This is nearly empty until Skipton when suddenly it fills with a great party of people who all seem to be retired and enthusiastic about trains. The couple who join me at my table buy a guide to the Carlisle-Settle line when the tea trolly guy comes round. It is crowded enough for me to be glad to get off at Dent and to step into solitude. And solitude it is. As I charged up the hill in much hotter weather to get the train last time, I only have a gentle rise to deal with as I carry on up The Coal Road. Immediately I come across orchids on the verge. There are dozens of them, almost drifts in places. 

I wake up early in the grim and cramped bunkhouse. It is a gorgeous morning. Lambent light makes the cloud round Pen-Y-Ghent into a glowing halo. Nothing to keep me here. No inclusive breakfast, and no means of making tea. I need water though and am wondering if the bathroom water is potable when I remember that there is a campsite almost next door to the pub. So I set off and make a quick detour. Sure enough the campsite has a water tap so I refil my plastic bottles. Off again munching a museli bar. Not much of a breakfast but the shop is still shut so it will have to do. I don't mind too much. The morning light is too delicious to mourn lost sausages for long.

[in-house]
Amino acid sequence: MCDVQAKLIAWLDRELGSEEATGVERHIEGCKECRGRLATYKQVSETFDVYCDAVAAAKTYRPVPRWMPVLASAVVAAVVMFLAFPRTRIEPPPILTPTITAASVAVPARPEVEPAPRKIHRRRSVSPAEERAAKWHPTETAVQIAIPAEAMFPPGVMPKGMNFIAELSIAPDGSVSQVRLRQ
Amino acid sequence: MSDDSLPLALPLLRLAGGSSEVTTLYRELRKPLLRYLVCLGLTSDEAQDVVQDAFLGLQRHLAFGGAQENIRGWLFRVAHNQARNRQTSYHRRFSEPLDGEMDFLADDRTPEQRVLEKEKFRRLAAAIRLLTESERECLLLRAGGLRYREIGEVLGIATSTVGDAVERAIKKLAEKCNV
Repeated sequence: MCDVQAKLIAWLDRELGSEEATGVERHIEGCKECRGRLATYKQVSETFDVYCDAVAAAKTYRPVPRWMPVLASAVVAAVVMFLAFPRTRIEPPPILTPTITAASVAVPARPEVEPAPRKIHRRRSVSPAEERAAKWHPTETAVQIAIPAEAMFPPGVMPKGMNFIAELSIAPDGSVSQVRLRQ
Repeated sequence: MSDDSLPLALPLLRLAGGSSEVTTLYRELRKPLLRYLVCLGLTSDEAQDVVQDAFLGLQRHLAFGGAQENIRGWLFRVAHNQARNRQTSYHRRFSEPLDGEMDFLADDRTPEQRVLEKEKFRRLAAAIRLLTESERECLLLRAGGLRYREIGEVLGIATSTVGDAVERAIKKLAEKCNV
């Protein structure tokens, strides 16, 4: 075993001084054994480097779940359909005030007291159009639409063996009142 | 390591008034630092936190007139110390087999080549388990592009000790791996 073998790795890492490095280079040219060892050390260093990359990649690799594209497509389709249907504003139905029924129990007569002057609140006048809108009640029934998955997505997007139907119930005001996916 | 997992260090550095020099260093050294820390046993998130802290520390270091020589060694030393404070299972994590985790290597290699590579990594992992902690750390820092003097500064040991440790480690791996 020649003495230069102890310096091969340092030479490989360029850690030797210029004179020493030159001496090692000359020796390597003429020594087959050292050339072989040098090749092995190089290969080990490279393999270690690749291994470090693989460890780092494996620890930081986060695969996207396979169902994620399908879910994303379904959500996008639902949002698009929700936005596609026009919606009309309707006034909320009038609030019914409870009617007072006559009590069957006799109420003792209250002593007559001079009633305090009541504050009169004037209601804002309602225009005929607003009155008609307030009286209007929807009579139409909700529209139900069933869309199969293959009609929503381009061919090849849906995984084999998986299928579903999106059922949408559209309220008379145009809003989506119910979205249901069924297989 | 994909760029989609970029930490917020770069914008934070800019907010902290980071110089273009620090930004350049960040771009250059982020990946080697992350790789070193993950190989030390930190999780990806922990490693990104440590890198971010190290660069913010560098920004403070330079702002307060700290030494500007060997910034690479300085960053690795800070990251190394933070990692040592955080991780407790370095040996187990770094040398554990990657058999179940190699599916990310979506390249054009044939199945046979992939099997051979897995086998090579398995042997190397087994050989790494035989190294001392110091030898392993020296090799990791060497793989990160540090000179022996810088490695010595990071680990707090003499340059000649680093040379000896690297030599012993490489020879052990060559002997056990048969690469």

It is wet when I get up, the road outside the pub slick with light rain and it is still drizzling slightly and overcast. This is not such a bad thing as I have lost my brand new hat. I rememeber coming into the bar with it but not what happened after that.